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When a student takes his or her own life on a college campus, you would assume the university collects that data somehow.

In a recent investigation, the Associated Press asked 100 public universities for annual statistics on students who had killed themselves. They found that most don’t track those deaths at all or could only provide limited data, as reported in an AP story on Tuesday.

Only 46 currently track instances where a student had killed his or herself, and of those, 27 have consistently done so since 2007.

Public health officials and suicide prevention advocates told the AP the lack of data makes investments in prevention and mental health support difficult to reconcile. At the very least, a comprehensive collection of data on campus suicide could help advocates understand how to help students.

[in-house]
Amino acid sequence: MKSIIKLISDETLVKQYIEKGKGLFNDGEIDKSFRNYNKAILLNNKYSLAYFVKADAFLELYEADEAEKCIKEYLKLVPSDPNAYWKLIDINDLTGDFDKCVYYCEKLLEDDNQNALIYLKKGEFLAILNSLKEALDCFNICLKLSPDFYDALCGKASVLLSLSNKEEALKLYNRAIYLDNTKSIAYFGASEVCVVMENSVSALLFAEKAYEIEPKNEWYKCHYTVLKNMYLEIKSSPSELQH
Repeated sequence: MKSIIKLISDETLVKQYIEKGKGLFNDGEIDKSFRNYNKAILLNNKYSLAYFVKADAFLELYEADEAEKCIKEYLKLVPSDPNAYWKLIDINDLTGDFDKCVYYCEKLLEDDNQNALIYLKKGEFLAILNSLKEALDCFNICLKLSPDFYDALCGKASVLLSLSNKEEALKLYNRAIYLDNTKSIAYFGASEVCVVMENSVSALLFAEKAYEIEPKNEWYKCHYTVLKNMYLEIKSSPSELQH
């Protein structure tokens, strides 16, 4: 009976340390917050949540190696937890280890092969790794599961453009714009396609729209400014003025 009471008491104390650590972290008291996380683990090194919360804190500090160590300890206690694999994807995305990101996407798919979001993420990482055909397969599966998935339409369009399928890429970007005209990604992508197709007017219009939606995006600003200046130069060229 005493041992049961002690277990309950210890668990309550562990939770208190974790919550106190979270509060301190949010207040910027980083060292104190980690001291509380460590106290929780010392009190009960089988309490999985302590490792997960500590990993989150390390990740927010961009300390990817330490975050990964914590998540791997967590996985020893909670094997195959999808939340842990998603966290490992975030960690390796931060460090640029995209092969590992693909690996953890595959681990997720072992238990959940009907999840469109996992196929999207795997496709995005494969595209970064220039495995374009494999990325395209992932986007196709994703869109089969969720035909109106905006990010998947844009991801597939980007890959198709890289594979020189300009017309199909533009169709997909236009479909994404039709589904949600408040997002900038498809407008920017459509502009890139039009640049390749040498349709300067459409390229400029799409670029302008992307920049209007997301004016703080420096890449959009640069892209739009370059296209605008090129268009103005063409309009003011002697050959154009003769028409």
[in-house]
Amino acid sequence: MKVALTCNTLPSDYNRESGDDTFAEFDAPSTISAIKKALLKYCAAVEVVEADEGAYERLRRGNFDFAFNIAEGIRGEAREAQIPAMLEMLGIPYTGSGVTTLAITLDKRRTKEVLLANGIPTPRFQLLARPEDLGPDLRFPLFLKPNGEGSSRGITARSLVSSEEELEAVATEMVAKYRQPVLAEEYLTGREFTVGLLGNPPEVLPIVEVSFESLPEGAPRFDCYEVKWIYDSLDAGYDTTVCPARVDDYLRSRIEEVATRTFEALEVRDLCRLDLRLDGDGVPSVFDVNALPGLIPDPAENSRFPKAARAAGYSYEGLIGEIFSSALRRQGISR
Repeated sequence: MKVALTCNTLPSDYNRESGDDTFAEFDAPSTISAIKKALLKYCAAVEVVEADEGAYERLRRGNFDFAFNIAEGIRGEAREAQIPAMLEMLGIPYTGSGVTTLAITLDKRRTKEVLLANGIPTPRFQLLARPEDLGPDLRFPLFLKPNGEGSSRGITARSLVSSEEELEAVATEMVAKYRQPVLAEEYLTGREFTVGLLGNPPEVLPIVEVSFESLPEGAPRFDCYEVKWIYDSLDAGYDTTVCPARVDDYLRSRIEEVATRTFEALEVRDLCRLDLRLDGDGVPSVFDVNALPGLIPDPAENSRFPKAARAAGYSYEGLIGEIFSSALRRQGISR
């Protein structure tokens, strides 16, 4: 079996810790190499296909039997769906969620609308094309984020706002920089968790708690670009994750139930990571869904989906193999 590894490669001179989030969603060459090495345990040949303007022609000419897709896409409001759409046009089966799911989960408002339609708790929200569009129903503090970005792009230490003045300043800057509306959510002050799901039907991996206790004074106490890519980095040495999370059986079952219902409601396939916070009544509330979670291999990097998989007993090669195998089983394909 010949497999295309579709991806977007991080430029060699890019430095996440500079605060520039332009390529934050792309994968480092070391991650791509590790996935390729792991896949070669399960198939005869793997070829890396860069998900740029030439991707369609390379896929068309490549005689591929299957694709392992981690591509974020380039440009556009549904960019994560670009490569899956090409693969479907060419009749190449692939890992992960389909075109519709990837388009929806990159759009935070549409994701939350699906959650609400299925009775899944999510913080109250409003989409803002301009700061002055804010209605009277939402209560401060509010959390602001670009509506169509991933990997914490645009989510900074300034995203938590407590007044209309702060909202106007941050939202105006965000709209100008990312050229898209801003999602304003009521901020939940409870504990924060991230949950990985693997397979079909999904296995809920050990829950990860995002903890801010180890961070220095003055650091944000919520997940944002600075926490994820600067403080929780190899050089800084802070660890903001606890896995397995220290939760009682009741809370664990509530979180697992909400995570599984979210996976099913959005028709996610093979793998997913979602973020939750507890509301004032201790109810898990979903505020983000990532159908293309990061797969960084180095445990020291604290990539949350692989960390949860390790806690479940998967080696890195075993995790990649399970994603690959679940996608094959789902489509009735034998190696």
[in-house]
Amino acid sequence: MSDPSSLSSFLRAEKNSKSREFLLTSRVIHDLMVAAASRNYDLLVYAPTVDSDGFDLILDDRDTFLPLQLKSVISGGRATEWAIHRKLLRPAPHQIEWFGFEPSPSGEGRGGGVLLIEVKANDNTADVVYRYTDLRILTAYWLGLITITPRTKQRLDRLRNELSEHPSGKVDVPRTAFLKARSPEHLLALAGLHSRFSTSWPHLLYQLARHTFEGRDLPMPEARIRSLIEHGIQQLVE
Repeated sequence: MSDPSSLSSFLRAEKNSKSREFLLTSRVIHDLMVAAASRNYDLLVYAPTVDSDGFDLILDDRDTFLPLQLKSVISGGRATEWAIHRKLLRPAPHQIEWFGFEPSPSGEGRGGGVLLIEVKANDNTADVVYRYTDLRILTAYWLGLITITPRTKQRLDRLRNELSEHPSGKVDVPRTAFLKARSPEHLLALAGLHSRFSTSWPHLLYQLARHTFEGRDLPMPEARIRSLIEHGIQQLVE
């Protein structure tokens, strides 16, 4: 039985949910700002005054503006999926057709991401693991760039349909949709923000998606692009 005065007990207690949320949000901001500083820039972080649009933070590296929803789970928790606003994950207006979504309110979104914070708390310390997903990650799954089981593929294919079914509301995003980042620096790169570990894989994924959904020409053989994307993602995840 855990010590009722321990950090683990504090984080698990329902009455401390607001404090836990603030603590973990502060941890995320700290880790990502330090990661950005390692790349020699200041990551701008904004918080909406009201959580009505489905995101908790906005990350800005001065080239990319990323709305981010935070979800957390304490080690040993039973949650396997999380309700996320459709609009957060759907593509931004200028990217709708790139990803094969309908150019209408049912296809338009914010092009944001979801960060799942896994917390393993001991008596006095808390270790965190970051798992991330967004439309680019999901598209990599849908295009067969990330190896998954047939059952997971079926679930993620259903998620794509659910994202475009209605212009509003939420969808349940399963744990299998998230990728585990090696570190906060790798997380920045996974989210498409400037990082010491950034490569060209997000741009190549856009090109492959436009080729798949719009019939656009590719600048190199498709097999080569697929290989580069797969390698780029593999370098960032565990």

Former U.S. Senator Gordon Smith, from Oregon, who became a prevention advocate after his son took his life while attending college in 2013, told the AP:“If you don’t collect the data, you’re doing half the job. We need information in mental health if we’re actually going to be able to better tailor health and healing.”

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Schools have spent millions on programs and training for staff that would help identify at-risk students. Federal health officials also tried to encourage collection of suicide data as part of a $76 million grant program it awarded to more than 230 colleges since 2005.

But while colleges are required by the U.S. Education Department to collect data on student deaths, they’re not required to track suicides specifically.

Advocates in at least three states have pushed for legislation that would require universities to track suicide deaths, but the AP explains why there’s a pushback from schools: Schools don’t always know the cause of death once an autopsy is performed. They also worry about legal liability and their own reputation.

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For the 27 schools that do track suicides consistently, the overall suicide rate is 4 per 100,000. National statistics from Centers for Disease Control and Prevention, which does not track college suicides separately, are higher: About 13 per 100,000 among all Americans and 12.5 for those between the age of 15 to 24.